I have done a western blot and I want to remove the background signal when doing densitometry analysis of my protein bands of interest. I have read some articles online such as this one regarding high background in western blots. I have learnt that there are many factors that can contribute to high background in a western blot. However, I am still not sure what exactly is defined as background. Does it refer to non-specific antibody binding on the membrane, or can it also refer to regions on the membrane where there is no binding to any protein?

Any insights are appreciated.


1 Answer 1


In this context (and many others), the terms "background signal" and "noise" can almost be used interchangeably, if that helps.

Generally speaking, noise or background refers to any signal that isn't coming from the thing you're trying to detect (typically in reference to how that signal might interfere or be confused with your "true" signal). So non-specific binding could qualify as background, but it can also refer to regions of the membrane that shouldn't have any protein binding (with any number of causes). One exception I can think of in practice is if you have a specific non-target band that consistently shows up, that might technically fit the definition (sensu stricto) of "noise", but a molecular biologist will more likely refer to it as a "technical artifact" rather than "background".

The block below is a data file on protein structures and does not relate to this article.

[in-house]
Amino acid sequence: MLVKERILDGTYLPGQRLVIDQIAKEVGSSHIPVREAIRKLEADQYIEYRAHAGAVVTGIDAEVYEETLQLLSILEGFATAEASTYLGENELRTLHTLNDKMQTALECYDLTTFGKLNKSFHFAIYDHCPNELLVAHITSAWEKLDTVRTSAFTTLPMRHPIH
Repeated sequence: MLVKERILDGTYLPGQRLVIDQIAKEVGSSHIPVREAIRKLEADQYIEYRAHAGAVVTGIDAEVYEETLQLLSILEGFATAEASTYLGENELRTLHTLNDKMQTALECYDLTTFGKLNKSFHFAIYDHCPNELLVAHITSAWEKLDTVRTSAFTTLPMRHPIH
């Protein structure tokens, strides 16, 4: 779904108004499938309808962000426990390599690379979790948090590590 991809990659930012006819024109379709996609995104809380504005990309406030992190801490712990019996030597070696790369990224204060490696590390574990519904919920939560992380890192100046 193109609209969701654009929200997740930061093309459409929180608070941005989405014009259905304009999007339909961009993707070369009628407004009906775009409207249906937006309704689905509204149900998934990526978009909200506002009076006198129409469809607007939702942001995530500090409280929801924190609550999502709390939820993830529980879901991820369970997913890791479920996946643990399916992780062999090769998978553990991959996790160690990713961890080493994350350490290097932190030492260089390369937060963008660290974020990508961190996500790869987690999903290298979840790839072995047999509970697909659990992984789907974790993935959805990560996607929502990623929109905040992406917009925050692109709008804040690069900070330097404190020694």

That said, there are still a number of different kinds of "noise" or "background" that may show up on western blots, and the article you referenced does a pretty good job of describing them, but it could benefit from including some images. Here's a similar guide with more images and links to other Western troubleshooting guides. Hope it helps.


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